After all, the Russian and Ukrainian armies are currently being repaired by force of circumstances. Current weather on “rasputitsa“, a Russian expression referring to “bad travel times”. country, Patrick Sauce, on our set.

And this positional war turned out to be very deadly. “There’s no real progress, it’s a massacre on both sides,” complained General Jérôme Pellistrandi. But status quo that shouldn’t last long. “A priori, the temperature is expected to drop. Ukrainians used to say that February is the coldest month of the year,” said Patrick Sauce.

This is why Sébastien Lecornu is counting on “a somewhat terrestrial (Russian, editor’s note) counterattack on the February-March horizon”, as he asked the LCI, adding that the Kremlin offensive should focus “on rather specific places on Ukrainian territory”. That means in eastern Ukraine, in Ulrich Bounat’s opinion. “If we stick to the speeches of the Russian general staff, the war should have been centered on the Donbass, hence the relentless efforts to seize Bakhmout. We can assume that these efforts which have been going on for months will continue,” he told Paris.

Ukrainian option

However, Russian optimism may well be tempered by a local freeze as it “would benefit Ukraine”, according to our editorialist Patrick Sauce’s analysis. It must be said that before the surgical immobilization due to bad weather, it was they who took the initiative. In addition, they had no interest in the decay of the conflict along a stationary front.

“It is not in Ukraine’s interests to allow this front to be established”, assured General Jean-Paul Paloméros, former Commander in Chief of the NATO ‘Transform’ Allies, in our studio on Monday.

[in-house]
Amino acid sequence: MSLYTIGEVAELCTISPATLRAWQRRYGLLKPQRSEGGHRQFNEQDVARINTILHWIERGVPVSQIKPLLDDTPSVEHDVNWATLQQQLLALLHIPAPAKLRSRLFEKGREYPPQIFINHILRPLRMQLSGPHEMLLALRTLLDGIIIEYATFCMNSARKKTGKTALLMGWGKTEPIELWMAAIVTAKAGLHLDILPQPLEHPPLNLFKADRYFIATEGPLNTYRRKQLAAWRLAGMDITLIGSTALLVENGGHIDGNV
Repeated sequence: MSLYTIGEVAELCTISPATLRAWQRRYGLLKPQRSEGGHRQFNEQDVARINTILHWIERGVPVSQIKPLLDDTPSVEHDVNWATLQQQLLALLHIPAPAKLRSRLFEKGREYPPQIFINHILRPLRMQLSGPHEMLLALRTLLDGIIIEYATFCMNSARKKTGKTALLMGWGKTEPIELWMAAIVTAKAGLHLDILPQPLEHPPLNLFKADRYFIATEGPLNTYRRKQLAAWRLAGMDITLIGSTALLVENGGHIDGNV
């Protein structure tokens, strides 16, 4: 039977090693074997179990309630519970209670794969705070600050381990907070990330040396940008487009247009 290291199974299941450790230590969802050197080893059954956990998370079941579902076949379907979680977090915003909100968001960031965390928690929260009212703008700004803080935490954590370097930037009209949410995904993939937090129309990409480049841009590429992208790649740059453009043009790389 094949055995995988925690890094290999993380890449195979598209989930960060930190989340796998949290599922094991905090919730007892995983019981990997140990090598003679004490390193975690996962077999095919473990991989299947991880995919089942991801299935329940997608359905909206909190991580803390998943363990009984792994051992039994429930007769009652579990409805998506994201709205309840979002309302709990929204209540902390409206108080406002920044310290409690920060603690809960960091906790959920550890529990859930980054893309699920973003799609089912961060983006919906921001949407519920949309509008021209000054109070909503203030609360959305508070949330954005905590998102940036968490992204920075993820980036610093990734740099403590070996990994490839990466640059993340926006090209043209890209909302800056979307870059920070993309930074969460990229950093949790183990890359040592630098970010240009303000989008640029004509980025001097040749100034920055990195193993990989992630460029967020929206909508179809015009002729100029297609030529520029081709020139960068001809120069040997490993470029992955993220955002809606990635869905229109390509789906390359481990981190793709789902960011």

“Vladimir Putin continued his offensive in depth, mobilizing his reserves, he regained control, while the Ukrainian forces were on the offensive, to take the initiative, thanks to their courage but also their innovation”, a- he argued.

Of course, the Ukrainian army had to get back on the move, but first it had to choose its direction. The French officer took over from the ongoing strategic debate at the top of the Ukrainian state.

“We recently saw reflections between the president of Ukraine and his military leaders presenting the debate very clearly, saying: ‘It is not a good option to allow ourselves to be locked up, but if we want to attack from the north – which would be the right choice? both because it would cut off Russian logistics, which would destabilize them – both from the south, and down to Melitopol which would bring them closer to Crimea.”

Mourning the total victory

Problem: maneuvers of that magnitude required fighter support, which Ukraine lacked. However, the loopholes did not prevent, according to General Jean-Paul Paloméros, provided that kyiv’s Western partners met its most immediate needs: “What is needed is to continue to provide the means of strike in the theater. What Ukraine is asking for is more artillery, more drones”.

Ukraine’s increased firepower could then overwhelm Russia… only to a certain extent. Also, the former NATO executive called on Ukraine to mourn the total victory. “Recent experience has shown that absolute victory does not exist,” however infuriated General Jean-Paul Paloméros. He continued: “There have been wins on the pitch – Ukraine have shown an example this year – and wins overall”.

A global victory he defined in these terms: “It restores the strategic autonomy of nations that want to live together, around shared values”. It is this relative success that should serve as a compass and shape the horizon for Ukraine from now on. With the pain of having to think about another strategic move next year.

Robin Verner BFMTV journalist